Gravity is one of the four fundamental interactions in nature. The other three are the electromagnetic force, the weak nuclear force, and the strong nuclear force. Gravity is the weakest of the four interactions, but it is the one that is the critical factor in creating the cosmic environment as we know it, the Universe. The existence and movement of galaxies, stars and planets and ultimately the existence of life is due to gravity, which is a perennial subject of research.
A new study published in the online pre-publication archive arXiv (https://arxiv.org/abs/2205.08767) reports that gravity can be converted into light, which is understandably if true, very impressive and opens up new scientific avenues. According to the research team that but only if space-time behaves in the right way, an international research team discovered.
Under normal circumstances, we cannot make something out of nothing. In particular, the Standard Model of particle physics, the dominant theory that explains the subatomic “zoo” of particles, usually forbids the conversion of massless particles into large particles. While particles in the Standard Model are constantly changing into each other through various reactions and processes, the photon – the massless carrier of light – cannot normally be changed into other particles. But if the conditions are just right, it is possible – for example, when a photon interacts with a heavy atom, it can spontaneously decay to become an electron and a positron, both of which are particles with mass.
Based on this assumption the research team tried to answer whether gravity itself could be converted into other particles. We usually think of gravity through the lens of general relativity, where bends and distortions in spacetime affect the motion of particles. In this picture, it would be very difficult to imagine how gravity could create particles. But we can also look at gravity through a quantum lens, imaging the gravitational force as carried by countless invisible particles called gravitons. While our picture of quantum gravity is far from complete, we know that these gravitons will behave like any other fundamental particle, including potential transformation.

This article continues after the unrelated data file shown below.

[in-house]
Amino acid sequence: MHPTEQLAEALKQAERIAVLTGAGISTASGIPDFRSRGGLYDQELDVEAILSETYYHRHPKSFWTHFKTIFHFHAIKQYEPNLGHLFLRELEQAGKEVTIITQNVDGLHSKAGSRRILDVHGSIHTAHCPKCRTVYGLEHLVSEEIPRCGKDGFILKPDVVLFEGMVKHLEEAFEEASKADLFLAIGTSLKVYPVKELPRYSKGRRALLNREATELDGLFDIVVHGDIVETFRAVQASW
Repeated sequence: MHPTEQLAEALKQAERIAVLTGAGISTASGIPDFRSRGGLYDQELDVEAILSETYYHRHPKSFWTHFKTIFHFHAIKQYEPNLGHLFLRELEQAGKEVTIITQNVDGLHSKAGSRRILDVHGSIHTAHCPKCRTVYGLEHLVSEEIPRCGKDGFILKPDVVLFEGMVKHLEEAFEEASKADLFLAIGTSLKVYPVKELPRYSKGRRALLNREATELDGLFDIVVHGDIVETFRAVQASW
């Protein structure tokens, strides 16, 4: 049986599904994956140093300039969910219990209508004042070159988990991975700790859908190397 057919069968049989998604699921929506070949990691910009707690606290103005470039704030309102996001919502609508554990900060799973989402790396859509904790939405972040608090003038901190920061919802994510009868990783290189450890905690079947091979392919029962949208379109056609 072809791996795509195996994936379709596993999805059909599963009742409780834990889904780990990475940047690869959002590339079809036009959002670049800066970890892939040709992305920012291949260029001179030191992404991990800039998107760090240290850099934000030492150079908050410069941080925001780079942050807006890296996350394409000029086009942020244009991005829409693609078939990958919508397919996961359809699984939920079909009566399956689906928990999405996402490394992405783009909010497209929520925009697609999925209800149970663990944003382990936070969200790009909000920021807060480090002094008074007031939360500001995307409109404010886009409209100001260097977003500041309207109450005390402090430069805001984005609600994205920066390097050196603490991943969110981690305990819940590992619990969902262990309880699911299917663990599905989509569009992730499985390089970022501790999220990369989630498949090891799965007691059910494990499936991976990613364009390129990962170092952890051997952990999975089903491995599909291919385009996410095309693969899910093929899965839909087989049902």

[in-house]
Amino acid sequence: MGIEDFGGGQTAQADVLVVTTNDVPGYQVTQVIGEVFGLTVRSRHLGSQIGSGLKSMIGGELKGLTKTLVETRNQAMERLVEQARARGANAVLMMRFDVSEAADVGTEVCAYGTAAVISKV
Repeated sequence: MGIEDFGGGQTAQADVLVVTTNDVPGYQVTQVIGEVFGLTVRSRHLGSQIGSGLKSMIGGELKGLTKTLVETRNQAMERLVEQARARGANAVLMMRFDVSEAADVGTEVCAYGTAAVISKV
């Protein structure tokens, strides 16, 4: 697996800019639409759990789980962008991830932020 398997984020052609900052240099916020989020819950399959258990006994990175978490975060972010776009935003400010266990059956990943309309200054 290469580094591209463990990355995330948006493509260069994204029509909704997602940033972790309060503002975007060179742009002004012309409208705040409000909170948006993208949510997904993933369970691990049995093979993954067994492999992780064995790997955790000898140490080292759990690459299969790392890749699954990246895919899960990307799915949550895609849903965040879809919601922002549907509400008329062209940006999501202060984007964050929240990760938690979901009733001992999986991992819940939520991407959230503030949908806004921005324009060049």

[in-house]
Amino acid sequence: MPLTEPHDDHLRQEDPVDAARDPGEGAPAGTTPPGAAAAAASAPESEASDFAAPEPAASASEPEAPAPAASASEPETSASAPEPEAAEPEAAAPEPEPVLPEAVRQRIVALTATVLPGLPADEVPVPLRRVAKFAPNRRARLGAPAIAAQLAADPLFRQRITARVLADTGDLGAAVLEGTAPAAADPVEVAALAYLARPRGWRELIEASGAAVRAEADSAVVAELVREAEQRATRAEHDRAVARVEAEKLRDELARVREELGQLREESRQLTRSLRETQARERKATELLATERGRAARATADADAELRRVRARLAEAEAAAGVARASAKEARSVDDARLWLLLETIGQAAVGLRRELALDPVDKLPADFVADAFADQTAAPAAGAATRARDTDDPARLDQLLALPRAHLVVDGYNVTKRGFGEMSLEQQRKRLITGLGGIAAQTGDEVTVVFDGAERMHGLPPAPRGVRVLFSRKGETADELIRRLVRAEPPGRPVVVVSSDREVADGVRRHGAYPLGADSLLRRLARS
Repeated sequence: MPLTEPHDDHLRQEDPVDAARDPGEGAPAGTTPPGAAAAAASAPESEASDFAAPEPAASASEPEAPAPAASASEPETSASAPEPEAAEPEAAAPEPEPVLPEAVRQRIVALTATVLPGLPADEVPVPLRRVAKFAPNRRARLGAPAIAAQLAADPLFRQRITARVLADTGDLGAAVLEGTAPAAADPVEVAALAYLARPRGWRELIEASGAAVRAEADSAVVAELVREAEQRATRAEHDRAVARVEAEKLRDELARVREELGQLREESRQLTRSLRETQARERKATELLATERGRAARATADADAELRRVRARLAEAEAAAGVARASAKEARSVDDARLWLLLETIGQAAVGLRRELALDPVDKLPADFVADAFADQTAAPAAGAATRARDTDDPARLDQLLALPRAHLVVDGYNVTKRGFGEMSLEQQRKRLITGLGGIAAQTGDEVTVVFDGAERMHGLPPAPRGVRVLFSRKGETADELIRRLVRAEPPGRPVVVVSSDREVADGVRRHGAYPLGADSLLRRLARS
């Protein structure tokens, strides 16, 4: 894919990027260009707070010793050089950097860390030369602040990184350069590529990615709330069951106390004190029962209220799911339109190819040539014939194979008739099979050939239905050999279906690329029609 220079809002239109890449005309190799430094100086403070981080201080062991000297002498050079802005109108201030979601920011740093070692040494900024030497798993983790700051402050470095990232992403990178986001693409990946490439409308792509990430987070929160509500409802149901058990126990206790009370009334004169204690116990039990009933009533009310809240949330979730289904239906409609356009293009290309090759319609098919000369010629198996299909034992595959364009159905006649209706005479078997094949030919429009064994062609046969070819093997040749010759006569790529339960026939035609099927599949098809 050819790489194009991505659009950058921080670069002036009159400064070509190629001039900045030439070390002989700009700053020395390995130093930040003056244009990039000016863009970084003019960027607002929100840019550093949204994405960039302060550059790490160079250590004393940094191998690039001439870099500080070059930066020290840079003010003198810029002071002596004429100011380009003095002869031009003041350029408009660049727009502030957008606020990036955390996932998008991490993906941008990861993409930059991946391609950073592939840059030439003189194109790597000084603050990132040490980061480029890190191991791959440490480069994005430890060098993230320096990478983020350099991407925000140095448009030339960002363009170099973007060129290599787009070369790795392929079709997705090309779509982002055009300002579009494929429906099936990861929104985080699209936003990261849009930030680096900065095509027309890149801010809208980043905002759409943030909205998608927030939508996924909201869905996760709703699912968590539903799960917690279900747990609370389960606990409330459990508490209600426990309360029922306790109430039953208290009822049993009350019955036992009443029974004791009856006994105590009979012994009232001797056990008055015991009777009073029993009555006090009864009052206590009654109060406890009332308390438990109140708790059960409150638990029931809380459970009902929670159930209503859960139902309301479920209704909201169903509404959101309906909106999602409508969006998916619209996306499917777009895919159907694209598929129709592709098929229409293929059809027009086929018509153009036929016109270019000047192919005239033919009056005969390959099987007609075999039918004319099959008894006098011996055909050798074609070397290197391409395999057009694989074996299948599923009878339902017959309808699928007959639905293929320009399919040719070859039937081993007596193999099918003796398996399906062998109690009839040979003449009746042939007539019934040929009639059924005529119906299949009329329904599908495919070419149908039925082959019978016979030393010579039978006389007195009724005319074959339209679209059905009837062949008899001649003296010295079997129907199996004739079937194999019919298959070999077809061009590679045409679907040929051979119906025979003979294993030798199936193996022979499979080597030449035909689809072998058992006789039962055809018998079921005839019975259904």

To test this idea, researchers studied the conditions of the Universe immediately after its birth. When our world was very young, it was also small, hot and dense. In this young world, all forms of matter and energy have grown to unimaginable scales, far greater than even our most powerful particle accelerators can achieve.
The researchers found that in this arrangement, gravitational waves – ripples in the “fabric” of spacetime created by collisions between the most massive cosmic objects – play an important role. Normally, gravitational waves are extremely weak, capable of pushing an atom no further than the width of its core. But in the early Universe, the waves could have been much stronger, and that could have seriously affected everything else.
Early gravitational waves would move back and forth in a self-reinforcing process. Everything else in the Universe would have been caught up in the push and pull of the waves, leading to a resonance effect. Like a child moving its legs when it needs to in a swing, gravitational waves would have acted as a kind of pump, driving matter into solid masses over and over again.
Gravitational waves could also affect the electromagnetic field. Because waves are ripples in spacetime itself, they are not limited to interactions with massive objects. As the waves continue to pump, they can drive radiation into the Universe at extremely high energies, causing photons to spontaneously appear. Simply put, gravity itself creates light.
The researchers found that this process is rather inefficient. The early Universe was also expanding, so the typical patterns of gravitational waves would not have lasted long. However, the team found that if the early Universe contained enough matter to slow down the speed of light (in the same way that light travels more slowly through a medium like air or water), the waves could have stuck around quite to generate massive amounts of extra photons.
Physicists still do not fully understand the complex, tangled physics of the early Universe, which was capable of feats never seen since. This new research adds a piece to the puzzle of the evolution of the Universe, and more specifically gravity’s ability to create light. This radiation will likely continue to influence the formation of matter and the evolution of the Universe, so working out the full implications of this amazing process could lead to new revolutions in our understanding of the early Universe.